Hugo Grotius placed his emphasis on external sovereignty, that is, the freedom or independence of the state from foreign control. Thomas Hobbes also contributed to the development of the concept in his book “Leviathan” published in 1651. Hobbes insisted that sovereign might be one man or assembly but the power of the sovereign remained the same in whomever it reside. Sovereign power is absolute and cannot be shared, even though the sovereign may allow someone to exercise power on his behalf. Hobbes argued that because the fundamental law
of nature was self-preservation, human beings were inherently disorderly, selfish and were generally in conflict with one another. Thus, only a strong and powerful ruler (sovereign) can put these tendencies of the “war of all against all” in check. Hobbes, a supporter of Charles I, during the Puritanic Revolution in England strongly declared that sovereignty was absolute and resided in the ruler (the king). His work is the first statement of complete sovereignty in the history of political thought.
John Locke and Rouseau redefined sovereignty in term of people rather than one single ruler. They contended that the ultimate power in any state rested with the people. Locke in his “Essays on Civil Government” wrote that the supreme power in the state lay with the people. According to him, “the power of the state is limited, not absolute because it derives power from the people and because it holds power in trust for the people.” Rousseau went further; he insisted that whenever the ruler violated or betrayed the “trust of the people”, the people had the right not to obey the sovereign and to even overthrow his government.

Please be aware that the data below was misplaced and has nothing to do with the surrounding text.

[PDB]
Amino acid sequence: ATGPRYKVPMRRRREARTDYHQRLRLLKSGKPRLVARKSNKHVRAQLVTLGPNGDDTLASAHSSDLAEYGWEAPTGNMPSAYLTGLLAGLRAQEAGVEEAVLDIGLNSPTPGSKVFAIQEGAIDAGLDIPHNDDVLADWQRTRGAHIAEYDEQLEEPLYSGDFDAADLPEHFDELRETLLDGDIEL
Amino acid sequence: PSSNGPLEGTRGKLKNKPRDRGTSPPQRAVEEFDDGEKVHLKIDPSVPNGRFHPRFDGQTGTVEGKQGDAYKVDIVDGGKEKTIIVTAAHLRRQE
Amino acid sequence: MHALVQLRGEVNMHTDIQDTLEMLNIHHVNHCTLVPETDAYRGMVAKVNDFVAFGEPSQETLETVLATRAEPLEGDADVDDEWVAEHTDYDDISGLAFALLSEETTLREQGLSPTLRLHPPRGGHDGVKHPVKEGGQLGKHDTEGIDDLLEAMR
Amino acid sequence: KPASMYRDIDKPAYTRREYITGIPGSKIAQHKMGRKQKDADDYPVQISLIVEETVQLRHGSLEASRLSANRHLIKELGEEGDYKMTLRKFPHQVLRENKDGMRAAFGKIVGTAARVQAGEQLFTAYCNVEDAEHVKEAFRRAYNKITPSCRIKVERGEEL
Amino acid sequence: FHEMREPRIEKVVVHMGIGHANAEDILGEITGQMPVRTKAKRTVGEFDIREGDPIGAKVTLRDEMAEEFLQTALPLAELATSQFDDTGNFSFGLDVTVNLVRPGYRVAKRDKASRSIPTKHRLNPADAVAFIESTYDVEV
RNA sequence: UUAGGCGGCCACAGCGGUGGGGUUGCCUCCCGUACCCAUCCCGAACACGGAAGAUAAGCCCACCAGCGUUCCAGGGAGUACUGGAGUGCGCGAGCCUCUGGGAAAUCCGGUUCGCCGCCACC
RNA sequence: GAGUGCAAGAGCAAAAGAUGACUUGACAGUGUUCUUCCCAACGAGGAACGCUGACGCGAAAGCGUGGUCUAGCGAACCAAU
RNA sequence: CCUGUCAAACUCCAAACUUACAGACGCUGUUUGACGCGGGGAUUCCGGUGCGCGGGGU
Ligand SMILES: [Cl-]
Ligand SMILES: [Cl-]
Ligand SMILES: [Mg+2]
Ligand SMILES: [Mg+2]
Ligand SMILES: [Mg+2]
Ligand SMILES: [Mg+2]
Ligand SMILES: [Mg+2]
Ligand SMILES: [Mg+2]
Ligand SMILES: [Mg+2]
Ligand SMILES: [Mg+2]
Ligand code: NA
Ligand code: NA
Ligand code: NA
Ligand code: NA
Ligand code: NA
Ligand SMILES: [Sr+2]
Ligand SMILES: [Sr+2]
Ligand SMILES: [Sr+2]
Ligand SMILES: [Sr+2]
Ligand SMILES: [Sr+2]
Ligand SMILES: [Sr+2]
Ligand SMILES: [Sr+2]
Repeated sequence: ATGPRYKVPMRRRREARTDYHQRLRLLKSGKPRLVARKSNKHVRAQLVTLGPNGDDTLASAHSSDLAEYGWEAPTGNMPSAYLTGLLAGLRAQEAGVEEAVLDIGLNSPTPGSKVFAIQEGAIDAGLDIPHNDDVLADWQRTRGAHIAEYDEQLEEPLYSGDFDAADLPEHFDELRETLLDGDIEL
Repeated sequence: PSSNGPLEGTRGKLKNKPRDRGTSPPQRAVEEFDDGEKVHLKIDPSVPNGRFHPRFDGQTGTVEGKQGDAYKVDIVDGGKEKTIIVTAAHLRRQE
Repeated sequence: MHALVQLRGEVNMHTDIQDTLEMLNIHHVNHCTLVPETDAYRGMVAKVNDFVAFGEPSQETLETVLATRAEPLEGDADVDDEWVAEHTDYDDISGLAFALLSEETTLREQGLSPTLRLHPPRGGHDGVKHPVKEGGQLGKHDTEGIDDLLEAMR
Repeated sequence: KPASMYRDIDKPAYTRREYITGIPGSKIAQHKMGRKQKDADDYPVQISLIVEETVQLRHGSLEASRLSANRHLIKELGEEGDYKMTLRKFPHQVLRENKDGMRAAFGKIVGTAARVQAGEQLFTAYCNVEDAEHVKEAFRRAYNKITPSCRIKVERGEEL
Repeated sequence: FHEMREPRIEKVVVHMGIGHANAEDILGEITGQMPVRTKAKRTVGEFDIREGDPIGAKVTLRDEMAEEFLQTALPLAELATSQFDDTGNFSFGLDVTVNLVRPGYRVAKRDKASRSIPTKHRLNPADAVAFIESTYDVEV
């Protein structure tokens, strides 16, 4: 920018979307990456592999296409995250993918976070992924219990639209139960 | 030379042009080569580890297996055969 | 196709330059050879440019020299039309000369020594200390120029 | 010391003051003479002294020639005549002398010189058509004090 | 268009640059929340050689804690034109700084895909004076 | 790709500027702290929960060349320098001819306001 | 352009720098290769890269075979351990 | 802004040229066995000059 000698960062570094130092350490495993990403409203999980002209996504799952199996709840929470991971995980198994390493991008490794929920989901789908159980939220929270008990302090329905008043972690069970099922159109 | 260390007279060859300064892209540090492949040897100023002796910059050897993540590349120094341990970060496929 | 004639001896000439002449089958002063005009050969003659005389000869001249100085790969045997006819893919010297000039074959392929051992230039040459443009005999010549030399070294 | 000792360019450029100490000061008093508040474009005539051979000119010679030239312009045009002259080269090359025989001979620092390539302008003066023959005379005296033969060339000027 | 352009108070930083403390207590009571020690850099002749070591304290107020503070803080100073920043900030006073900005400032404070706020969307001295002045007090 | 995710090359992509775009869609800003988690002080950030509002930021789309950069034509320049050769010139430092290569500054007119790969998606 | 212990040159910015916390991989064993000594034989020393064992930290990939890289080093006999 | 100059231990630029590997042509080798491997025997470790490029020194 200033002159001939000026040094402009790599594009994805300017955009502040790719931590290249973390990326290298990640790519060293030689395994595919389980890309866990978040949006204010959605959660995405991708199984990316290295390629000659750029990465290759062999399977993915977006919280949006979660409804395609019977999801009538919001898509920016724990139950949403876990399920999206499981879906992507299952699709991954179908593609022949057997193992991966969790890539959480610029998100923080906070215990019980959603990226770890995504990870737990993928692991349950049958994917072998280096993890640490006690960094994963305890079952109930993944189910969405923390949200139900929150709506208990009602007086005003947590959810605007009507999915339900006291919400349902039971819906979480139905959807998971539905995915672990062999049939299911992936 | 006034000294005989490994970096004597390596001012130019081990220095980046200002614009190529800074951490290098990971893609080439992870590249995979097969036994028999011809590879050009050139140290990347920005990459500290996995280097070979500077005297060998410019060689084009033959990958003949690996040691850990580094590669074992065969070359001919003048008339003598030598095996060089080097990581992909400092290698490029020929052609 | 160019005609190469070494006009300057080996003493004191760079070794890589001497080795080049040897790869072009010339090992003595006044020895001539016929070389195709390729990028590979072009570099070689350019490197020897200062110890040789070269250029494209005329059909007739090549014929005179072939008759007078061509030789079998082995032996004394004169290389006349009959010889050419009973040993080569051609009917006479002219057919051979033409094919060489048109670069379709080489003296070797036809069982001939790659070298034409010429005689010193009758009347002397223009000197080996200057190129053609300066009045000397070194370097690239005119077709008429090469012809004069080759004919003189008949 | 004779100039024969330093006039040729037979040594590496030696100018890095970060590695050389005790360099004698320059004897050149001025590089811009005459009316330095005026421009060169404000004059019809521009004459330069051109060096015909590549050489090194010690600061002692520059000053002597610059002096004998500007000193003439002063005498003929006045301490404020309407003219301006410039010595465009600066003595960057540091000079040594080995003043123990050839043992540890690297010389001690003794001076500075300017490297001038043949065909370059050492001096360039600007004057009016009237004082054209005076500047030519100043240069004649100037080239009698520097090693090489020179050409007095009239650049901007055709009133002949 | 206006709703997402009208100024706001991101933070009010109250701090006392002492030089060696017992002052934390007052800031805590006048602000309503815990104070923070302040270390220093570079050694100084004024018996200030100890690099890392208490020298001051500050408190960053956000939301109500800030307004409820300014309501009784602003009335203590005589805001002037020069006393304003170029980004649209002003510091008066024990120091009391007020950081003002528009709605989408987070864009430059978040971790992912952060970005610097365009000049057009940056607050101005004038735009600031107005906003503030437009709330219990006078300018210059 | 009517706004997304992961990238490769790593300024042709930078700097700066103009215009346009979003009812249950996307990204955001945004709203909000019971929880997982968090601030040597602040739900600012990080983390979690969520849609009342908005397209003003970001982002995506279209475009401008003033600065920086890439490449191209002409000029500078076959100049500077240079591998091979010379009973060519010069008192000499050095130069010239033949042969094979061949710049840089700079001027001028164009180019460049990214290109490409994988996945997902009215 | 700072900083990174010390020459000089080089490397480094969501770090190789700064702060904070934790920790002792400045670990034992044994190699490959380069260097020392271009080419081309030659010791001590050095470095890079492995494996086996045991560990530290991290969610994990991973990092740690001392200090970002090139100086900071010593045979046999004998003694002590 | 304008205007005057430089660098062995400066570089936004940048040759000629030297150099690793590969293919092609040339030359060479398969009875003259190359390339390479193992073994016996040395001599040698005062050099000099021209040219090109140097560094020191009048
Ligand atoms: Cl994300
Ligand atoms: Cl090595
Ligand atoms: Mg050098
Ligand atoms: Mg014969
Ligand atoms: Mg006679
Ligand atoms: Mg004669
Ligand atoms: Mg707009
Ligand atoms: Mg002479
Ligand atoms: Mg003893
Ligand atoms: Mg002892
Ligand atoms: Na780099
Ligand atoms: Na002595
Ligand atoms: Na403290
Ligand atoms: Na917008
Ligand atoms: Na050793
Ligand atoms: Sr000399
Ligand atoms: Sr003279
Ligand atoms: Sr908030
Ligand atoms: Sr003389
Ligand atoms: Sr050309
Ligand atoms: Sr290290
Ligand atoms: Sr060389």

Let us now examine some of the modern views on sovereignty. Professor Dicey distinguishes between legal and political sovereignty. According to him, the legal sovereignty is that person or body of persons having the power to make law. The political sovereign on the other hand is that body of persons in the state (the electorate) whose will ultimately prevails because legal sovereignty in the making of law is bound to act according to their will. By contrast, Field felt there was no need to make a distinction between political and legal sovereignty. Sovereignty is a legal term used in terms of law only according to Field. Finally, Bentham thinks of sovereignty in terms of the unlimited power of the Legislature, and he argued that this power is only morally limited by the possibility of justifiable resistance to its authority by the individual or by a group/groups.
So varied are the views expressed on the concept of sovereignty by political scientists and jurists that it may take a long time in discussing them. For the purpose of our study, however, we shall consider the characteristics and types of sovereignty. Sovereignty can be used in three senses. Firstly, sovereignty used in the legal sense means that there is only one authority in the state that can exercise it. And in this instance, sovereignty is unlimited, limitable, and indivisible. Secondly, sovereignty used in the coercive term implies that it is the coercive authority of the state.